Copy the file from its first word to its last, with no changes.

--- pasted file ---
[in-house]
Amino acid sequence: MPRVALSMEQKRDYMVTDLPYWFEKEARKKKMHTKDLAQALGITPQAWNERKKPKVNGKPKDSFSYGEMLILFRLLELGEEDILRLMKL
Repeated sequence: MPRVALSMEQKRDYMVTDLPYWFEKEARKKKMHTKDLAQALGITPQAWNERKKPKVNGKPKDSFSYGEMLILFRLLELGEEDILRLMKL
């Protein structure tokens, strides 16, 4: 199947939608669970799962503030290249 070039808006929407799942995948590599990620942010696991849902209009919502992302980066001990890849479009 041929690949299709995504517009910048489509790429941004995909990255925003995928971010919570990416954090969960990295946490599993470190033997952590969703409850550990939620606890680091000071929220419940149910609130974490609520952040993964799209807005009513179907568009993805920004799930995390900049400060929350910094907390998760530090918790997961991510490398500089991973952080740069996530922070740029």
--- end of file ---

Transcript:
[in-house]
Amino acid sequence: MPRVALSMEQKRDYMVTDLPYWFEKEARKKKMHTKDLAQALGITPQAWNERKKPKVNGKPKDSFSYGEMLILFRLLELGEEDILRLMKL
Repeated sequence: MPRVALSMEQKRDYMVTDLPYWFEKEARKKKMHTKDLAQALGITPQAWNERKKPKVNGKPKDSFSYGEMLILFRLLELGEEDILRLMKL
């Protein structure tokens, strides 16, 4: 199947939608669970799962503030290249 070039808006929407799942995948590599990620942010696991849902209009919502992302980066001990890849479009 041929690949299709995504517009910048489509790429941004995909990255925003995928971010919570990416954090969960990295946490599993470190033997952590969703409850550990939620606890680091000071929220419940149910609130974490609520952040993964799209807005009513179907568009993805920004799930995390900049400060929350910094907390998760530090918790997961991510490398500089991973952080740069996530922070740029």